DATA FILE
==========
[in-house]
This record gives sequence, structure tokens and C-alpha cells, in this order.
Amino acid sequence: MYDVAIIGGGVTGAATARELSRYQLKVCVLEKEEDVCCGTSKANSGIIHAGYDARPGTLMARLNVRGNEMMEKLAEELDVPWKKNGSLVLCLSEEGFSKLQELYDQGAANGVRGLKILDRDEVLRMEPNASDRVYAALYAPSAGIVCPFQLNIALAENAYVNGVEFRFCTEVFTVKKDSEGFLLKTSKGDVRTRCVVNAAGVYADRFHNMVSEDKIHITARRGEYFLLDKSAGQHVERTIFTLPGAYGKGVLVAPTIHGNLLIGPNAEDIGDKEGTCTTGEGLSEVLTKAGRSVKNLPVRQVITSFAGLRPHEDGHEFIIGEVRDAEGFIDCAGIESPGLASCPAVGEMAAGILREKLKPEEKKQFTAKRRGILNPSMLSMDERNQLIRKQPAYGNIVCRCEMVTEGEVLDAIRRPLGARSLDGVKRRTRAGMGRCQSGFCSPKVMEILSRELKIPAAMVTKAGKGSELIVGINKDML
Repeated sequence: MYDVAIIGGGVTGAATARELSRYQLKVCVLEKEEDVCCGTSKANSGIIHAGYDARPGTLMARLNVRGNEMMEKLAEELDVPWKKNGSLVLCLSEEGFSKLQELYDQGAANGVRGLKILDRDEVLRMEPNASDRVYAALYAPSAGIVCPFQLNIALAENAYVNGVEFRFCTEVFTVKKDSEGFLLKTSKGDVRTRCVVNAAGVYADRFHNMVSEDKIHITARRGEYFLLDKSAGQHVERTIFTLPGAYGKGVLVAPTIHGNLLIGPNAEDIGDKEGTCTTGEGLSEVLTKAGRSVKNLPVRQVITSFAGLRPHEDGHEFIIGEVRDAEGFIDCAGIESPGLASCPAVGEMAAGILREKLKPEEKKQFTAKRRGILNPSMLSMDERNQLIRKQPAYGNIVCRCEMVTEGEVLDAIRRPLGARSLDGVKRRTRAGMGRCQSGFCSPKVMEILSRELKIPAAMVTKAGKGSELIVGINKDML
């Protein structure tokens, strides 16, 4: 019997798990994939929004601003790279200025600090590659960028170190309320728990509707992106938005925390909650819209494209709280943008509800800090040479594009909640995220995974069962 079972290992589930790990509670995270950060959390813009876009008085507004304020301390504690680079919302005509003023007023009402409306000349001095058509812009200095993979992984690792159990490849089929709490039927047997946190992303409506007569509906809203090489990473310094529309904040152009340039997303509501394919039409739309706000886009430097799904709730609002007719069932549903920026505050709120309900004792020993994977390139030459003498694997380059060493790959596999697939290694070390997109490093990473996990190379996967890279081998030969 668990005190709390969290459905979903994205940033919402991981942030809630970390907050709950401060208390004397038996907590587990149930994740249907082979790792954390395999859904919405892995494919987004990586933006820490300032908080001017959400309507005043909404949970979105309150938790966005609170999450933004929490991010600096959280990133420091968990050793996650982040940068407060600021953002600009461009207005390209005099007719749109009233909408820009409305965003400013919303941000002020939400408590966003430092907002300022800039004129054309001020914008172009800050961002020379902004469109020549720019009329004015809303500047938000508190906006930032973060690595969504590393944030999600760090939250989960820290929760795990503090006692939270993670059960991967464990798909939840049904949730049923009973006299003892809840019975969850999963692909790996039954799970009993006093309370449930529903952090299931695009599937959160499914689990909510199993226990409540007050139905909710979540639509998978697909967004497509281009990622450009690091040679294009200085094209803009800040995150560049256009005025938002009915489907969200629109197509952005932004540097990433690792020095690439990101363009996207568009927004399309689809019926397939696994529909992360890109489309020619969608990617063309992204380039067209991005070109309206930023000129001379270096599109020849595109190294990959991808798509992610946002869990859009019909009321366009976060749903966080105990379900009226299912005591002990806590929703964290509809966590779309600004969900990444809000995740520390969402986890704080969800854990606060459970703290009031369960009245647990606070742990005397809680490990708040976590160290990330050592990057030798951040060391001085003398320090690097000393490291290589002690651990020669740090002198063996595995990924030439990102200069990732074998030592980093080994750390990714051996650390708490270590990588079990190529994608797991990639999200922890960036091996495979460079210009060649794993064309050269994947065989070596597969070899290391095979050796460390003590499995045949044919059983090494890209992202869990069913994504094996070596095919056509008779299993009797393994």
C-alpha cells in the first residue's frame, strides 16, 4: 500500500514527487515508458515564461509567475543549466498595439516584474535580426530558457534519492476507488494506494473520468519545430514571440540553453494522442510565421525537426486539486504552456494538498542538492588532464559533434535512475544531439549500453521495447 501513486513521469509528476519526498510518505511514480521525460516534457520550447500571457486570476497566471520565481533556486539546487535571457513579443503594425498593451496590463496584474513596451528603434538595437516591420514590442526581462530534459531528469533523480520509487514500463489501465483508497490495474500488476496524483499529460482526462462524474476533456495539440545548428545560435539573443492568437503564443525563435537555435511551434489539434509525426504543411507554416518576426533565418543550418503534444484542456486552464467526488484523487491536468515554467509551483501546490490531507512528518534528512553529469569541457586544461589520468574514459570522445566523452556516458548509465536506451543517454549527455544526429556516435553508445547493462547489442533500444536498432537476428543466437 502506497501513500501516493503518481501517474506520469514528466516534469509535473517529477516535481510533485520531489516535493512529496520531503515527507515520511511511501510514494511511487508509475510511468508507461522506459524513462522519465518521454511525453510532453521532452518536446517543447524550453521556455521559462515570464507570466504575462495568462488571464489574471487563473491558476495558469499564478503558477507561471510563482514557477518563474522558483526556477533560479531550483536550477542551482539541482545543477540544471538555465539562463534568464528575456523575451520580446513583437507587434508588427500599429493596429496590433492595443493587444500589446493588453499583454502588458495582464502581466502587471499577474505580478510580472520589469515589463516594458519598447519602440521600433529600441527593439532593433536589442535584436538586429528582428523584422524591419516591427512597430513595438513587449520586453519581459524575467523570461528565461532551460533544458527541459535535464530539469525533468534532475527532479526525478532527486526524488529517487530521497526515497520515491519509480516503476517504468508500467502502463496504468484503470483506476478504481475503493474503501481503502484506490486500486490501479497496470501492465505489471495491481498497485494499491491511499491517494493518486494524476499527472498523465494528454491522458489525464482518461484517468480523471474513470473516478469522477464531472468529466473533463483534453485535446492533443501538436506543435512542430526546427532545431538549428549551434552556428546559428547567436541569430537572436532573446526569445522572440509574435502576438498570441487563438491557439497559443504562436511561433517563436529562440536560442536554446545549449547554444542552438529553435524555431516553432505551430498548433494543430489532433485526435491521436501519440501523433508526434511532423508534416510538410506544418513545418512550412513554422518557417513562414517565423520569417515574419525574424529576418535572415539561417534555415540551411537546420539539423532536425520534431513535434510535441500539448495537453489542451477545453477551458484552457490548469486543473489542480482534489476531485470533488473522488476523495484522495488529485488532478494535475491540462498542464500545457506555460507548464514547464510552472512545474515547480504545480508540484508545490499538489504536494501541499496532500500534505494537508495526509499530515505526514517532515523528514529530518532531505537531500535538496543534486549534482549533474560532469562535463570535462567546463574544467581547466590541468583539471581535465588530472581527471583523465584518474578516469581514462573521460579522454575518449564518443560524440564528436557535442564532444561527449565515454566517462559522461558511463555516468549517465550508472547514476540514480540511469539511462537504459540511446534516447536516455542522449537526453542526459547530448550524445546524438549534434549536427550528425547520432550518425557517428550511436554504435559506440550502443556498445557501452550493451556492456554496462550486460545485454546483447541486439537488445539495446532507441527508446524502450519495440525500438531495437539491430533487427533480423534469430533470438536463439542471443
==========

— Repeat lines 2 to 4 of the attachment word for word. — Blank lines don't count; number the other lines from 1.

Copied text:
This record gives sequence, structure tokens and C-alpha cells, in this order.
Amino acid sequence: MYDVAIIGGGVTGAATARELSRYQLKVCVLEKEEDVCCGTSKANSGIIHAGYDARPGTLMARLNVRGNEMMEKLAEELDVPWKKNGSLVLCLSEEGFSKLQELYDQGAANGVRGLKILDRDEVLRMEPNASDRVYAALYAPSAGIVCPFQLNIALAENAYVNGVEFRFCTEVFTVKKDSEGFLLKTSKGDVRTRCVVNAAGVYADRFHNMVSEDKIHITARRGEYFLLDKSAGQHVERTIFTLPGAYGKGVLVAPTIHGNLLIGPNAEDIGDKEGTCTTGEGLSEVLTKAGRSVKNLPVRQVITSFAGLRPHEDGHEFIIGEVRDAEGFIDCAGIESPGLASCPAVGEMAAGILREKLKPEEKKQFTAKRRGILNPSMLSMDERNQLIRKQPAYGNIVCRCEMVTEGEVLDAIRRPLGARSLDGVKRRTRAGMGRCQSGFCSPKVMEILSRELKIPAAMVTKAGKGSELIVGINKDML
Repeated sequence: MYDVAIIGGGVTGAATARELSRYQLKVCVLEKEEDVCCGTSKANSGIIHAGYDARPGTLMARLNVRGNEMMEKLAEELDVPWKKNGSLVLCLSEEGFSKLQELYDQGAANGVRGLKILDRDEVLRMEPNASDRVYAALYAPSAGIVCPFQLNIALAENAYVNGVEFRFCTEVFTVKKDSEGFLLKTSKGDVRTRCVVNAAGVYADRFHNMVSEDKIHITARRGEYFLLDKSAGQHVERTIFTLPGAYGKGVLVAPTIHGNLLIGPNAEDIGDKEGTCTTGEGLSEVLTKAGRSVKNLPVRQVITSFAGLRPHEDGHEFIIGEVRDAEGFIDCAGIESPGLASCPAVGEMAAGILREKLKPEEKKQFTAKRRGILNPSMLSMDERNQLIRKQPAYGNIVCRCEMVTEGEVLDAIRRPLGARSLDGVKRRTRAGMGRCQSGFCSPKVMEILSRELKIPAAMVTKAGKGSELIVGINKDML